Colman, W. (2006). The self. In R. K. Papadopoulos (Ed.), The handbook of Jungian Psychology (pp. 153–174). Hove,
UK: Routledge.
Cooper, D. E. (2004). Ethics for professionals in a multicultural world. Upper Saddle River, NJ: Prentice Hall.
Davey, N. (2004). Towards a hermeneutics of attentivenes. Renascence: Essays on Values in Literature, 56, 217–234.
Donati, P. (2012). Doing sociology in the age of globalization. WORLD FUTURES, 68, 225–247.
Durkheim, E. (1957). Professional ethics and civic morals. London, UK: Routledge & Kegan Paul.
Edelman. (2012). Trust barometer: Edelman public relations. Retrieved from http://www.edelman.com/insights/intel
lectual-property/trust-2013/
Edwards, L., & Hodges, C. E. M. (2011). Public relations, society & culture: Theoretical and empirical explorations.
London, UK: Routledge.
Fawkes, J. (2012). Saints and sinners: Competing identities in public relations ethics. Public Relations Review, 38,
865–872. doi:10.1016/j.pubrev.2012.07.004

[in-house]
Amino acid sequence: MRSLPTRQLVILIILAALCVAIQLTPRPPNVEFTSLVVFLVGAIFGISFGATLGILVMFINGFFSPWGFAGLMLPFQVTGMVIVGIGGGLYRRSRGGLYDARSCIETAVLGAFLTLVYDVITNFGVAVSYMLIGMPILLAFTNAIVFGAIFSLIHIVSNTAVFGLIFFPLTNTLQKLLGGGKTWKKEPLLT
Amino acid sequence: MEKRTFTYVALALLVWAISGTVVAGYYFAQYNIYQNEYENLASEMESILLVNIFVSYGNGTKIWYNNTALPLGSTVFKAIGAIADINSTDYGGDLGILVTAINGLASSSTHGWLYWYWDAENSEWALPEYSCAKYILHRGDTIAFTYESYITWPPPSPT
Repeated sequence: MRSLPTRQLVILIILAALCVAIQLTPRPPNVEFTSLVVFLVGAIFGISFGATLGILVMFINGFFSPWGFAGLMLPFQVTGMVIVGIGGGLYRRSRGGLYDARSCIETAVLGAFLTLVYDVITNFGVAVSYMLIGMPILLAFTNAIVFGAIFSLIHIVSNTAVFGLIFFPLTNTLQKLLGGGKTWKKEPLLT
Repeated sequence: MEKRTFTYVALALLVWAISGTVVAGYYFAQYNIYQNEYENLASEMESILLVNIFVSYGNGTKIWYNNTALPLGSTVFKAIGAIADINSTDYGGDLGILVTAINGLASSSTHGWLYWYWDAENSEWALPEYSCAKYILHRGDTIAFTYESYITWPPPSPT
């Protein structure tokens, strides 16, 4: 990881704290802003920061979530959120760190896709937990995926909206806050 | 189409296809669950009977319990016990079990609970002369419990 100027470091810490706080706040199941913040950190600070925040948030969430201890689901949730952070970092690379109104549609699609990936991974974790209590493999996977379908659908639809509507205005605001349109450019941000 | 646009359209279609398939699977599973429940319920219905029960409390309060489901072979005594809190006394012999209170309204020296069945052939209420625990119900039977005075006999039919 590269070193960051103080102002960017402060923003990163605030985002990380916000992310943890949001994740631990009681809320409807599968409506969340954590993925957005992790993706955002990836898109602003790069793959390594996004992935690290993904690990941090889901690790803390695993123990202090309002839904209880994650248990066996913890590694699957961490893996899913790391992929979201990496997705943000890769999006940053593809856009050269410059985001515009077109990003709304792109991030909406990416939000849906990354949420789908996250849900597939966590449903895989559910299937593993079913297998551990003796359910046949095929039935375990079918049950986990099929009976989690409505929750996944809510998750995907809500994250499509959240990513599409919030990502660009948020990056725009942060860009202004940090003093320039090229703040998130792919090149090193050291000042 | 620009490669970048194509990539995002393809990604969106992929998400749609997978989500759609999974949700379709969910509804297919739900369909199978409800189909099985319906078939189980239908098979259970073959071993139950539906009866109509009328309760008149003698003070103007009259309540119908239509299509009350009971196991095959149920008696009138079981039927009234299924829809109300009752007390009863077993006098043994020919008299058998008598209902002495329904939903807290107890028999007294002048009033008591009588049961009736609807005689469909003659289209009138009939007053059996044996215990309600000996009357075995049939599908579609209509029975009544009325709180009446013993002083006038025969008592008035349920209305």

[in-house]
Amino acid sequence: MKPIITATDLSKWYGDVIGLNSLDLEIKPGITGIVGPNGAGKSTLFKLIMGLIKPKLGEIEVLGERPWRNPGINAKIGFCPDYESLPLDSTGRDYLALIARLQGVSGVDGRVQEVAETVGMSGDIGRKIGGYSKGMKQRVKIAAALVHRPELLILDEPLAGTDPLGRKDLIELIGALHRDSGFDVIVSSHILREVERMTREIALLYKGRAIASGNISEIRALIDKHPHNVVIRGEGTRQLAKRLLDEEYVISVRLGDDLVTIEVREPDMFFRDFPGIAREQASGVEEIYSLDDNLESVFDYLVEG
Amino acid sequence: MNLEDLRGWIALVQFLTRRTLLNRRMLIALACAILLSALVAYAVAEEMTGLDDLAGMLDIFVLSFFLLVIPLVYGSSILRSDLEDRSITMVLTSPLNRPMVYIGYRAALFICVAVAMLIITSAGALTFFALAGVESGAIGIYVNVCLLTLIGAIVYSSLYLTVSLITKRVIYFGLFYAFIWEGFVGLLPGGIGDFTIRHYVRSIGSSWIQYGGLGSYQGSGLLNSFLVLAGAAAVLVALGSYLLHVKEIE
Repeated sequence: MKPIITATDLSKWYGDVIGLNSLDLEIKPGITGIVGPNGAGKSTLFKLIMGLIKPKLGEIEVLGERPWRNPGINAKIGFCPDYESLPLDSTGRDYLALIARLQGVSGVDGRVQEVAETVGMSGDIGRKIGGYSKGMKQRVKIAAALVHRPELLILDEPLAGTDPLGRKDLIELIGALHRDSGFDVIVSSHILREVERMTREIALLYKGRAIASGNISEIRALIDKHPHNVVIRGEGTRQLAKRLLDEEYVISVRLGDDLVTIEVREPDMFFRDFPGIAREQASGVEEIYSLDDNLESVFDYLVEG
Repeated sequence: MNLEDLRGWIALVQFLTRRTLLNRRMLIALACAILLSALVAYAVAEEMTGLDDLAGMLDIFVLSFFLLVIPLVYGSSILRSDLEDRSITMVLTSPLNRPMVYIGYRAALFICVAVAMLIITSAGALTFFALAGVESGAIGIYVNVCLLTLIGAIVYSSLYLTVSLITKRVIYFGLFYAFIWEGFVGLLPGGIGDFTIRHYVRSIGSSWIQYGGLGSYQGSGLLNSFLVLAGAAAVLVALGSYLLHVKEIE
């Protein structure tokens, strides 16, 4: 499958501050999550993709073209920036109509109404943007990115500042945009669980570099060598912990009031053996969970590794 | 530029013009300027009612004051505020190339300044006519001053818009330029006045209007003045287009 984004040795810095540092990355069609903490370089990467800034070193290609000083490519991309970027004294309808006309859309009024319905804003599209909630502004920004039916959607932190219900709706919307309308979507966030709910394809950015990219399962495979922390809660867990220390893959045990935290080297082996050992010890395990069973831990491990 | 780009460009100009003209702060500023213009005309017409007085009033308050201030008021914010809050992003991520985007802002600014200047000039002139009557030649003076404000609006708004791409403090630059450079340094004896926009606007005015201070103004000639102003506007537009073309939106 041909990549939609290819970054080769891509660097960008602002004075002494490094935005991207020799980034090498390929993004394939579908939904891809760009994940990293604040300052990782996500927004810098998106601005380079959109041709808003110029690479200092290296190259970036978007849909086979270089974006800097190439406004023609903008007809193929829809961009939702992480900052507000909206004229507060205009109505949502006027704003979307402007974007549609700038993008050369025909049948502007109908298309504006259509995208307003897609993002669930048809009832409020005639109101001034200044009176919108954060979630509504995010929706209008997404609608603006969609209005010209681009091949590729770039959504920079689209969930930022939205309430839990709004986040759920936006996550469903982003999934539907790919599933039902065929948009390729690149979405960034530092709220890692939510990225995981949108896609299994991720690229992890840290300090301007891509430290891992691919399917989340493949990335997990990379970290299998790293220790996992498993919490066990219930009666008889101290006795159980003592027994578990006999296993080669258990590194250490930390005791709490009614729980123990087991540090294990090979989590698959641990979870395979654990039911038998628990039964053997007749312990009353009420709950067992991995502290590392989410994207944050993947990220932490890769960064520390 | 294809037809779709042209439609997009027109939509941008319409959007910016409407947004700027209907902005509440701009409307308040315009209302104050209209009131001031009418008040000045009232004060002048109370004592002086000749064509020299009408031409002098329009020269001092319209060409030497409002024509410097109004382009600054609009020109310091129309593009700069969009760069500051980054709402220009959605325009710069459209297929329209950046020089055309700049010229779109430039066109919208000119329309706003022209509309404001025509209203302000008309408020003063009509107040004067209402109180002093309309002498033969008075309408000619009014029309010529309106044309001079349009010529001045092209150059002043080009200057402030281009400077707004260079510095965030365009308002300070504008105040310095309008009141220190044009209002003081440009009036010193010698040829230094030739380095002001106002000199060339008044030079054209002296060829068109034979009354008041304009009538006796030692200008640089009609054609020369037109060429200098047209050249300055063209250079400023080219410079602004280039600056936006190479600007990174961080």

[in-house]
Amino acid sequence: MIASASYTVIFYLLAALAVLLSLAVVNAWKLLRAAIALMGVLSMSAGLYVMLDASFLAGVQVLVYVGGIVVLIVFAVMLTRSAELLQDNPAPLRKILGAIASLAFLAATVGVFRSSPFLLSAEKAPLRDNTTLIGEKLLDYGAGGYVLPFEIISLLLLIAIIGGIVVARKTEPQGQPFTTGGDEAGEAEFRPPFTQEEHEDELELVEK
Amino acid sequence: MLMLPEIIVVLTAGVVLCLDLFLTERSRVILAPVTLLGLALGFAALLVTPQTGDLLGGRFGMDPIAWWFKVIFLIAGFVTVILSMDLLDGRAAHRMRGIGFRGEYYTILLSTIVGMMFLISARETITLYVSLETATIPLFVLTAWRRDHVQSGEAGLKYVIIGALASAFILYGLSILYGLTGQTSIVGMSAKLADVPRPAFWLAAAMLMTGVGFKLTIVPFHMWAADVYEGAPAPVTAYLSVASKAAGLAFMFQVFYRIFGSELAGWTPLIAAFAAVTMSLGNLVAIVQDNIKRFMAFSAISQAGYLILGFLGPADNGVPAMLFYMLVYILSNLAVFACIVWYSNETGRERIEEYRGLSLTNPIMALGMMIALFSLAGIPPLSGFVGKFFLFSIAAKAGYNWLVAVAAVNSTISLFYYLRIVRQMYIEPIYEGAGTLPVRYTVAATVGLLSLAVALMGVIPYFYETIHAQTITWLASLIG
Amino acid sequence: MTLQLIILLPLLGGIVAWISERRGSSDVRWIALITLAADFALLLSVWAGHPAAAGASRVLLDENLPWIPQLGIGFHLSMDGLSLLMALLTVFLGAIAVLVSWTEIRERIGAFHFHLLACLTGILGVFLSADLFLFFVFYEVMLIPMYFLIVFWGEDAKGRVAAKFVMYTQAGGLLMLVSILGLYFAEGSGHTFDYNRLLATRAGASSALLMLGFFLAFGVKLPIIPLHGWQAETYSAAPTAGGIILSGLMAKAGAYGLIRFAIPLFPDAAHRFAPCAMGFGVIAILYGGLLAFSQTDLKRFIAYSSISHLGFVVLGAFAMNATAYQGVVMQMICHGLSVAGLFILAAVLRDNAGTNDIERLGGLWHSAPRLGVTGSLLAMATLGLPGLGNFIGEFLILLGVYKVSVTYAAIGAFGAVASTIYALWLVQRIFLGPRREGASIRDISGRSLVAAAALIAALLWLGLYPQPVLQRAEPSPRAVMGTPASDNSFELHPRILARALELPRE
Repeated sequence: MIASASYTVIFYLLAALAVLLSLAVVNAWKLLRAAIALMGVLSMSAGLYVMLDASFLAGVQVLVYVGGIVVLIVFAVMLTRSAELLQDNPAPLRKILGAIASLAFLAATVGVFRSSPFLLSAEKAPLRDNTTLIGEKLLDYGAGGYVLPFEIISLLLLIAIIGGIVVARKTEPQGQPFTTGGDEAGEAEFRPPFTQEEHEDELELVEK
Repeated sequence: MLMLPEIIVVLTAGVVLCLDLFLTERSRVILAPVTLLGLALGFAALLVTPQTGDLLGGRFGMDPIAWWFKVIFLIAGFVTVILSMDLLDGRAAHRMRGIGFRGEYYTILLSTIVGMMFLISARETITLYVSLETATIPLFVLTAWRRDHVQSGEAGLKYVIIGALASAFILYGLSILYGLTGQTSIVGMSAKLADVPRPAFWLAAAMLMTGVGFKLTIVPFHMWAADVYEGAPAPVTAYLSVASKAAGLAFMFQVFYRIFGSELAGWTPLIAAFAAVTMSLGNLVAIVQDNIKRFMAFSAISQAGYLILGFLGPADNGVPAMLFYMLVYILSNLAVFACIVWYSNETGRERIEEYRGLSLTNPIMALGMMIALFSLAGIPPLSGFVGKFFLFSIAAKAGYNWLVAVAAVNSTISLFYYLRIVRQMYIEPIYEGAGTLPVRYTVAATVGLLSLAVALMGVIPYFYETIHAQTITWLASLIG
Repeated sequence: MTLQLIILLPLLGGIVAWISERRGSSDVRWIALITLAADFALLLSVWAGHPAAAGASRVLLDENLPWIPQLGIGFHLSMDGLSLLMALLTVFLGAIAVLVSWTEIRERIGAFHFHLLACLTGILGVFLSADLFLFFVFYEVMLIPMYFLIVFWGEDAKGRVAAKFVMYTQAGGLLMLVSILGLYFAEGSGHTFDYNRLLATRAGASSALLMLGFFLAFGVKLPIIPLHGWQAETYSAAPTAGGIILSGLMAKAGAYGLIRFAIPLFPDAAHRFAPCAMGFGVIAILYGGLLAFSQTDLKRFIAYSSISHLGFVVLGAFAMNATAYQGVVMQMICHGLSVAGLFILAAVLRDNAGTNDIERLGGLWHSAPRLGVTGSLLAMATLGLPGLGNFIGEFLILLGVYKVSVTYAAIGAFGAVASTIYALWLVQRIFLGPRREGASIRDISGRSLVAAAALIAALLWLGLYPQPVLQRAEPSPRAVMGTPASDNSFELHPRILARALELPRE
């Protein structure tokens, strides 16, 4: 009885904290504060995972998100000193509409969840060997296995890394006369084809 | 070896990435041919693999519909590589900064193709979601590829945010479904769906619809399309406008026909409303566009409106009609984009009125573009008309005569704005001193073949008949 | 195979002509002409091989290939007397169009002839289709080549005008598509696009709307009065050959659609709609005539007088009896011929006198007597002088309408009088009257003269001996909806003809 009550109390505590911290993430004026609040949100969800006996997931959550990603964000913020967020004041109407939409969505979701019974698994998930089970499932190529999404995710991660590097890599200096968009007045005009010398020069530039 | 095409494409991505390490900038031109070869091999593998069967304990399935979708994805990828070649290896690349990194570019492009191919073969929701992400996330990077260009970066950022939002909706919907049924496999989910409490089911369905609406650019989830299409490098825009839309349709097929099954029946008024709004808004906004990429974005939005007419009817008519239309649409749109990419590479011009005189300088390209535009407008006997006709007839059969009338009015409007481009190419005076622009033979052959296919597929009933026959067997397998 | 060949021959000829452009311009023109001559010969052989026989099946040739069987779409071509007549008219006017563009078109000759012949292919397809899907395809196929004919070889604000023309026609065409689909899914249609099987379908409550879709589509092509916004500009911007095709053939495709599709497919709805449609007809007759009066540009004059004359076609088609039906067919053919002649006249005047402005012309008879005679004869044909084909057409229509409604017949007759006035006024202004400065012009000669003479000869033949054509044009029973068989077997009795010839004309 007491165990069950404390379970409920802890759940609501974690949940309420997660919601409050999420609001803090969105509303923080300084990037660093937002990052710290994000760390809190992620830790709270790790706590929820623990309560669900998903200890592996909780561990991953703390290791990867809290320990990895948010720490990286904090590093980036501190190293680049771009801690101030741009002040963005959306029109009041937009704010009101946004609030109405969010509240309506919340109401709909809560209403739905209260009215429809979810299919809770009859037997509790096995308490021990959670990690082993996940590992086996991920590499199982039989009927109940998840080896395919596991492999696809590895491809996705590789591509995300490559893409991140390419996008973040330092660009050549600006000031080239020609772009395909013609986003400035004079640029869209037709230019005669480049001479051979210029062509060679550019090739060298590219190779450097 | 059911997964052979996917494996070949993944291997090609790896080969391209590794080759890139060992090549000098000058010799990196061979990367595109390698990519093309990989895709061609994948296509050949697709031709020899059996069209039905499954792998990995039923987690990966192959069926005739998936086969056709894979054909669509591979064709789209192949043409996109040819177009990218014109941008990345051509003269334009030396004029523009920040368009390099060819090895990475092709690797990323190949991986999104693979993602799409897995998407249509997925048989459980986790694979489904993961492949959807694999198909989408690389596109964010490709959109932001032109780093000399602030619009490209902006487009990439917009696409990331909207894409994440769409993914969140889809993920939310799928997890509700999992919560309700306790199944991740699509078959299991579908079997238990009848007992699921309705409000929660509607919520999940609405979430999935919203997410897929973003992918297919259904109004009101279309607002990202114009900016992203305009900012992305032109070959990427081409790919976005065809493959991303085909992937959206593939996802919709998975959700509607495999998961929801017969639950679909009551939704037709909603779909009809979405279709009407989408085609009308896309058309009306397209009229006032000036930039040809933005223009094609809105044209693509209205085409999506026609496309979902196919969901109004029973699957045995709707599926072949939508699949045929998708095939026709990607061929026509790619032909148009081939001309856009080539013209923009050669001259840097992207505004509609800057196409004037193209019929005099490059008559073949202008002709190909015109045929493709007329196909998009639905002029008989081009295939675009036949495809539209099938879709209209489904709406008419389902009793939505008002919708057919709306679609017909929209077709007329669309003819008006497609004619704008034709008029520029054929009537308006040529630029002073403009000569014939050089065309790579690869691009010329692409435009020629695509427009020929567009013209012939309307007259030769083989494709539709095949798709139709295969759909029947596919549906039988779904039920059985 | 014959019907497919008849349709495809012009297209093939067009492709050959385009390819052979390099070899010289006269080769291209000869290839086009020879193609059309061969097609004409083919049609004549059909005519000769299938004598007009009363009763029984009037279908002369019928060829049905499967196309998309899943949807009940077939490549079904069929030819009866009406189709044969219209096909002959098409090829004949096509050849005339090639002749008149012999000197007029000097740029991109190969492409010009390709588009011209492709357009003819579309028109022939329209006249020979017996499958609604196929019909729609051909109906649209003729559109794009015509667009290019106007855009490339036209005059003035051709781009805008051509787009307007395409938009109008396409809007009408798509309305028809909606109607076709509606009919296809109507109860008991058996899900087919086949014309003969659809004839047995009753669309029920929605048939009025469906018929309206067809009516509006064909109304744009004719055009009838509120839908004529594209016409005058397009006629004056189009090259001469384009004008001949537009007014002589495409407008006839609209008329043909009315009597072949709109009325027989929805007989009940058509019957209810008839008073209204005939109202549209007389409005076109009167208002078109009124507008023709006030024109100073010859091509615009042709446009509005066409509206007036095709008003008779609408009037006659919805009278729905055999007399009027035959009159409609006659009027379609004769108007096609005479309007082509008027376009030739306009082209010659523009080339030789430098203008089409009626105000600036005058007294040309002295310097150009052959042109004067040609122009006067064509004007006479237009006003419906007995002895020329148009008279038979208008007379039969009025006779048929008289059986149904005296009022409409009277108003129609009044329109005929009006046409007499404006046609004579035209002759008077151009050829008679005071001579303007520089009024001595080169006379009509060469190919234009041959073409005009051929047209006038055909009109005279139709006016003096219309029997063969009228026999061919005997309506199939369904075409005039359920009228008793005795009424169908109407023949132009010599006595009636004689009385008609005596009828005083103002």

Fawkes, J. (2014). Public relations ethics and professionalism: The shadow of excellence. London, UK: Routledge.
Fawkes, J. (2015). A Jungian conscience: Self-awareness for public relations practice. Public Relations Review, 3, 726–
733. doi:10.1016/j.pubrev.2015.06.005
Feldman, B. (2004). Towards a theory of organizational culture: Integrating the ‘other’ from a post-Jungian perspective.
In T. Singer & S. L. Kimbles (Eds.), The cultural complex: Contemporary Jungian perspectives on psyche and
society (pp. 251–261). New York, NY: Brunner-Routledge.
Friedman, A., & Phillips, M. (2004). Balancing strategy and accountability: A model for the governance of professional
associations. Nonprofit Management and Leadership, 15, 187–204.
Gehrke, P. (2008). Community at the end of the world. In K. Glenister Roberts & R. C. Arnett (Eds.), Communication
ethics: Between cosmopolitanism and provinciality (pp. 121–138). New York, NY: Peter Lang.